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Privacy Group to Ask Supreme Court to Stop N.S.A.’s Phone Spying Program

Posted on July 8th, 2013 at 23:24 by John Sinteur in category: News


A privacy rights group plans to file an emergency petition with the Supreme Court on Monday asking it to stop the National Security Agency’s domestic surveillance program that collects the telephone records of millions of Americans.


Marc Rotenberg, the executive director of the Electronic Privacy Information Center, said his group’s lawsuit would be the first to directly challenge the legal authority of the FISA court to approve the phone records’ collection under the Patriot Act.

Alan Butler, a lawyer for the group, said the judge “lacked the authority to require production of all domestic call detail records.” He noted that the Patriot Act provision cited by the FISA court required that the business records produced be “relevant” to an authorized national security investigation. “It is simply implausible that all call detail records are relevant,” Mr. Butler said.

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Edward Snowden reveals Australia’s Links To Secret US Spy Program

Posted on July 8th, 2013 at 16:02 by John Sinteur in category: News


United States intelligence leaker Edward Snowden has provided his first disclosure of Australian involvement in US global surveillance, identifying four facilities in the country that contribute to a key American intelligence collection program.

Classified US National Security Agency maps leaked by Mr Snowden and published by US journalist Glenn Greenwald in the Brazilian O Globo newspaper reveal the locations of dozens of US and allied signals intelligence collection sites that contribute to interception of telecommunications and internet traffic worldwide.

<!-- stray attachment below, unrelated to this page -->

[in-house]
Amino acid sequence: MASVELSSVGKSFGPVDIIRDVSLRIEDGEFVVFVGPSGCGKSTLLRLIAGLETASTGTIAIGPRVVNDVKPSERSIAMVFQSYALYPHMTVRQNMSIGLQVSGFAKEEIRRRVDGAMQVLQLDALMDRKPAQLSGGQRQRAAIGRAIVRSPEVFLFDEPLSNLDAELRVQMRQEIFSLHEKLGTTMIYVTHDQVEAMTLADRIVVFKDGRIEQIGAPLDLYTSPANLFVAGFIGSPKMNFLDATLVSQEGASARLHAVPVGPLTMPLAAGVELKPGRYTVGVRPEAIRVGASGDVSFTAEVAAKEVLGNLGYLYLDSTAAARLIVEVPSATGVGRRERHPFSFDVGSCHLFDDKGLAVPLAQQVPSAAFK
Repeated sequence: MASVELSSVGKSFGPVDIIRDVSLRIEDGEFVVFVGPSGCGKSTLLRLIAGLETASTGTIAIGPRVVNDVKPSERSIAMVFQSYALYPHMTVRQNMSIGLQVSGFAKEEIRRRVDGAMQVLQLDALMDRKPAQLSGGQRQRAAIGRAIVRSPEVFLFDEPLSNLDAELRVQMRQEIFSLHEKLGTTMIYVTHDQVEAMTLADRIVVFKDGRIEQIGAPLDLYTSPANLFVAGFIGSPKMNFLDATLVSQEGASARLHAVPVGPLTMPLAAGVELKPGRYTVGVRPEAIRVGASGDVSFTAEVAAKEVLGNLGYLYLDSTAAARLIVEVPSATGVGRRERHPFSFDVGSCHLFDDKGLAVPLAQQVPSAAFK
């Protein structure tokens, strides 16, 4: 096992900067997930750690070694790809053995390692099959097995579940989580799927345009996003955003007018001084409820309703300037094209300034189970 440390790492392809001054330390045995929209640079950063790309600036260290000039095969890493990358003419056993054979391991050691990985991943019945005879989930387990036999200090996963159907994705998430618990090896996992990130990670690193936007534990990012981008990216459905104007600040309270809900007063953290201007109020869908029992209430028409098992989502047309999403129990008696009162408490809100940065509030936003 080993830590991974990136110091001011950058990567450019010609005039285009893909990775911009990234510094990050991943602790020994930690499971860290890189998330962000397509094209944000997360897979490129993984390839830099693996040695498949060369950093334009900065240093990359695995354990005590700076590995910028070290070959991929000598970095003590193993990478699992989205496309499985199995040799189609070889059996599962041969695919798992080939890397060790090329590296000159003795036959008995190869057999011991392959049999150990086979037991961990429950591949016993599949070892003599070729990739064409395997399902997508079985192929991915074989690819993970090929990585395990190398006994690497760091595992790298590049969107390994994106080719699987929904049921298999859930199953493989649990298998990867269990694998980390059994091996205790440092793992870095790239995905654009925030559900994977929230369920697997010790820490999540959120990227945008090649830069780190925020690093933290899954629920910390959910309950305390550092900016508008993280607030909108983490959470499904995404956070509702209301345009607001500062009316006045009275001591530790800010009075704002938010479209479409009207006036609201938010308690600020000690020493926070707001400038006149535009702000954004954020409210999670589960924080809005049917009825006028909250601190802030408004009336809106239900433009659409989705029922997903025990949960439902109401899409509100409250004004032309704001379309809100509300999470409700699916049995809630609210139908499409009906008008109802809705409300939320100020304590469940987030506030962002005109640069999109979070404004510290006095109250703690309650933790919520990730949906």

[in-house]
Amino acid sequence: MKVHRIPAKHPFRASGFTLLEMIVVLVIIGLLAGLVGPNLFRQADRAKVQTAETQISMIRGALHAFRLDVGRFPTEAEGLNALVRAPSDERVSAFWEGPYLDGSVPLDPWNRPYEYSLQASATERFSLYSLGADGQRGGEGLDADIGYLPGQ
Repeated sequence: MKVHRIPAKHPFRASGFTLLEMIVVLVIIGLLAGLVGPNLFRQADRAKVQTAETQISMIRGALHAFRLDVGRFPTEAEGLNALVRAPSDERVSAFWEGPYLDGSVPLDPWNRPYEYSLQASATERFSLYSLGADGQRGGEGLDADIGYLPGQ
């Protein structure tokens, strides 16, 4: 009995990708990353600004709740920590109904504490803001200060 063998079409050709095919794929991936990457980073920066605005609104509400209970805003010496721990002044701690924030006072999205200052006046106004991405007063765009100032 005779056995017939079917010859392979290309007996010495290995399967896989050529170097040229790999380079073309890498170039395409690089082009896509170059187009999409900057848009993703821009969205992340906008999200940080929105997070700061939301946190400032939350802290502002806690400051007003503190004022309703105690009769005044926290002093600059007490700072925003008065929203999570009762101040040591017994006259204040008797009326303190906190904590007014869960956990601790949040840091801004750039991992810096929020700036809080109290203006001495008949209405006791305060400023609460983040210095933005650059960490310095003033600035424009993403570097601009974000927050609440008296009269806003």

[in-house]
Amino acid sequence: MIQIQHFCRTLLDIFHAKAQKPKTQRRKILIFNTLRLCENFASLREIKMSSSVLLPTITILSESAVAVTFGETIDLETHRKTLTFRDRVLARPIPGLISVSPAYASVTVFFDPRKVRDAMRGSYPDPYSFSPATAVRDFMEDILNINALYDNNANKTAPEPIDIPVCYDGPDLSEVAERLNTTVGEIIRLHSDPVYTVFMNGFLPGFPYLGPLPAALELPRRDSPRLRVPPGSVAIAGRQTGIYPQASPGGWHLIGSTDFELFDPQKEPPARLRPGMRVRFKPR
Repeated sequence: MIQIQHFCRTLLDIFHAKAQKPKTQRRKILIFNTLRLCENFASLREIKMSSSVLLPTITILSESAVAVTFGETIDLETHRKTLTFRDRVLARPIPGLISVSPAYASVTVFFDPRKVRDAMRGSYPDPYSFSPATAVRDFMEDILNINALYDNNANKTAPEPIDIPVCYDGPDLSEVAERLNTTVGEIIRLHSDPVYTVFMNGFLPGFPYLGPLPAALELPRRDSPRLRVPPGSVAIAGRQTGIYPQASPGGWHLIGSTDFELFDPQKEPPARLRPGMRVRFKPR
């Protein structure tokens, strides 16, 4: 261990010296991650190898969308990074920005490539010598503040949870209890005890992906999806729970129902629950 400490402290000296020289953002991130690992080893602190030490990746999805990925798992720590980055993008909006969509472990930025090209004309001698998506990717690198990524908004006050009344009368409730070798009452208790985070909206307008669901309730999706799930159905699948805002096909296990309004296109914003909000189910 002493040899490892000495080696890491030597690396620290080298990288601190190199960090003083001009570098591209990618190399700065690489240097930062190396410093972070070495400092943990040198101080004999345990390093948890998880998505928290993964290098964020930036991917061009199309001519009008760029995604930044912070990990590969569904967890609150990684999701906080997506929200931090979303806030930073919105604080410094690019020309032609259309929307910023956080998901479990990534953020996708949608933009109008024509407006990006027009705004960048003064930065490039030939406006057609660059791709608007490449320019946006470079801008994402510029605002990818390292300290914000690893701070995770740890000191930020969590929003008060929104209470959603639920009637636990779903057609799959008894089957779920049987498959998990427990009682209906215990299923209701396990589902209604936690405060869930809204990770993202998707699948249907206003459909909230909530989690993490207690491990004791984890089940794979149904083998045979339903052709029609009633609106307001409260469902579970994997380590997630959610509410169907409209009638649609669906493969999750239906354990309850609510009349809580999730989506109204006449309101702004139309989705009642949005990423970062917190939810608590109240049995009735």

The US Australian Joint Defence Facility at Pine Gap near Alice Springs and three Australian Signals Directorate facilities: the Shoal Bay Receiving Station near Darwin, the Australian Defence Satellite Communications Facility at Geraldton and the naval communications station HMAS Harman outside Canberra are among contributors to the NSA’s collection program codenamed X-Keyscore.

The best way for Aussie citizens to talk to their representative is here

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France mulls smartphone and tablet tax to fund culture

Posted on July 8th, 2013 at 14:07 by Desiato in category: News


"Today we have extremely sophisticated technological equipment that is extremely expensive to buy, but which contributes nothing to the financing of the works that circulate on that same equipment," Culture Minister Aurelie Filipetti said following the release of the report."Companies that make these tablets must, in a minor way, be made to contribute part of the revenue from their sales to help creators."She added that the cultural exception remained "a battle for France".

In the coverage I read in le Figaro, the same minister was asked whether consumers don’t end up paying for this, and she responded no, it’ll come out of the technology companies’ fat margins. Fat chance.

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  1. “…contributes nothing to the financing…” Perhaps. But these equipment enable most of the user-created content that people consume. This sounds like a tax grab to replace ordinary taxes that currently finance “special” cultural stuff (usually things that rich people like).